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Last Updated Sunday September 23 2018 08:41 PM IST

Transgender news anchor breaks new ground in Pakistan

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Marvia Malik The story of Marvia Malik's life, and her demeanour, impressed the selection panel at Kohenoor News, which hired her as a trainee anchor: Reuters

Lahore: Marvia Malik made headlines when she debuted last month on a private television channel in Pakistan, becoming the conservative country's first transgender news anchor.

Opinions are mixed about the slim 21-year-old who appears regularly on the Kohenoor News channel in Lahore, capital of Pakistan's eastern province of Punjab, but Malik says she has achieved her childhood dream.

"I thought that our transgender community was lagging behind in education and jobs, and they are not strong enough politically," she said. "So I wanted to do something for my community."

Many transgender individuals in Pakistan live in secluded communities and have no choice but to beg on the streets or sing and dance at private parties to earn a living. Some also turn to prostitution to make ends meet.

Malik says she was disowned by her family when she was 16, following years of being forced to dress and act like a boy.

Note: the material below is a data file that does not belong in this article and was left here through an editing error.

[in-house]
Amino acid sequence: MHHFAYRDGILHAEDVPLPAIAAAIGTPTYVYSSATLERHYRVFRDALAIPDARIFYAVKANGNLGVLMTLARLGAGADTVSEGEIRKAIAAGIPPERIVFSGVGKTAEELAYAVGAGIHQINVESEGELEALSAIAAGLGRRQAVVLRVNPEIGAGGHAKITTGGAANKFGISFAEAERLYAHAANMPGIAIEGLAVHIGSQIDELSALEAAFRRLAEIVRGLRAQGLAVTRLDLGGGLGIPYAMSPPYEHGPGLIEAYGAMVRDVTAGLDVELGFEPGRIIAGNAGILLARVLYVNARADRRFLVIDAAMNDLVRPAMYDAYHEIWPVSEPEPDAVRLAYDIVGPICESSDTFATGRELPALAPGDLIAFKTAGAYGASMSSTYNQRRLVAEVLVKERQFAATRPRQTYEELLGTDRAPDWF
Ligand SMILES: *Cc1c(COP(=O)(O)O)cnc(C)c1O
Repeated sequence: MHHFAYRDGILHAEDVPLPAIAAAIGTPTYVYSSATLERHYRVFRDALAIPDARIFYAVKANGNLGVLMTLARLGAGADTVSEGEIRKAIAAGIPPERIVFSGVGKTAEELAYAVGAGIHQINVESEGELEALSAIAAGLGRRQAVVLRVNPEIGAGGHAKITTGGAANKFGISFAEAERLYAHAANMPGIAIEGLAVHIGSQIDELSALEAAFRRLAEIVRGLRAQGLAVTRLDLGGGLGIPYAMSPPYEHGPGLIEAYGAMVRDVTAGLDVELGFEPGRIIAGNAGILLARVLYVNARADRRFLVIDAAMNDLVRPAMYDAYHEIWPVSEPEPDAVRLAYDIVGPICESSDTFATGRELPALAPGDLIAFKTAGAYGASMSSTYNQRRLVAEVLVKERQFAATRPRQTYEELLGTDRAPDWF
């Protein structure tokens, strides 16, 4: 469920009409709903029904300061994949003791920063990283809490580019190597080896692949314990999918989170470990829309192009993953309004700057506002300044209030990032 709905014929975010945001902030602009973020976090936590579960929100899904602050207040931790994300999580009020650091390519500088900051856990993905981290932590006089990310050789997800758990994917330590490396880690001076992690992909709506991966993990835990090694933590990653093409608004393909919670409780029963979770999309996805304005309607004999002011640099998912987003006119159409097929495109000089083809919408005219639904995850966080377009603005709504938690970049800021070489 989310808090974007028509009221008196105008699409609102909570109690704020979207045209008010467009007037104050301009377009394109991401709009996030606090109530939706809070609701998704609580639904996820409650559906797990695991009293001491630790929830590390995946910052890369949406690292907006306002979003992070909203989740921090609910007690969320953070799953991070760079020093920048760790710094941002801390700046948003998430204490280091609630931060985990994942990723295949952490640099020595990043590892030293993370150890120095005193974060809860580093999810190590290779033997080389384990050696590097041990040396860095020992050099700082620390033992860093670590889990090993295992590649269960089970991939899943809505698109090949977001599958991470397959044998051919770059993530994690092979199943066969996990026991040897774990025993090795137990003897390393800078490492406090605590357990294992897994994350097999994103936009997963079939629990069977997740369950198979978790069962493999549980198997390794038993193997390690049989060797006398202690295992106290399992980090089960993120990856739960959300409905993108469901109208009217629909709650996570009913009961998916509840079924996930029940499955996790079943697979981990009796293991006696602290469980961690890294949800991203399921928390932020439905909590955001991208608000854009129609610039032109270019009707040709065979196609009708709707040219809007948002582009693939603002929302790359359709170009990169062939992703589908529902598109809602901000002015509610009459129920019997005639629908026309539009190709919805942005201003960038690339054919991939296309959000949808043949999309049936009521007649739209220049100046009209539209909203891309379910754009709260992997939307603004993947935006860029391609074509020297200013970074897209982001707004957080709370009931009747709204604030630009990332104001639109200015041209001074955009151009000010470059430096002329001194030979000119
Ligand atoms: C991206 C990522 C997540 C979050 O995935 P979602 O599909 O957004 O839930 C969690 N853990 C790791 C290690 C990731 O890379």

PAKISTAN-LGBT-TRANSGENDER Marvia Malik with her colleagues: Photo | Reuters

She sought a different route for herself, so she trained and then found work as a makeup artist to fund her journalism degree at Punjab University.

Through her connections in the beauty industry, she landed a modeling job and became the talk of the town.

The story of her life, and her demeanour, impressed the selection panel at Kohenoor News, which hired her as a trainee anchor.

Kohenoor chief executive Junaid Mehmood Ansari says he had apprehensions about Malik going on air, but his worries were put to rest by social media praise for his efforts to promote transgender people after her first appearance, on March 23.

Recent legislation has made clear that transgender individuals in Pakistan are guaranteed all the citizens' rights enshrined in its constitution, with national identity cards providing for a category of 'third gender'.

But not all Pakistanis are so accepting.

"This new transgender thing is the influence of Western culture, and this is totally wrong," said Ayaz Khan, a resident of the southern commercial hub of Karachi.

Trans Action Pakistan, a campaign group, estimates there are at least 5,00,000 transgender people among Pakistan's population of 208 million.

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The opinions expressed here do not reflect those of Malayala Manorama. Legal action under the IT Act will be taken against those making derogatory and obscene statements.

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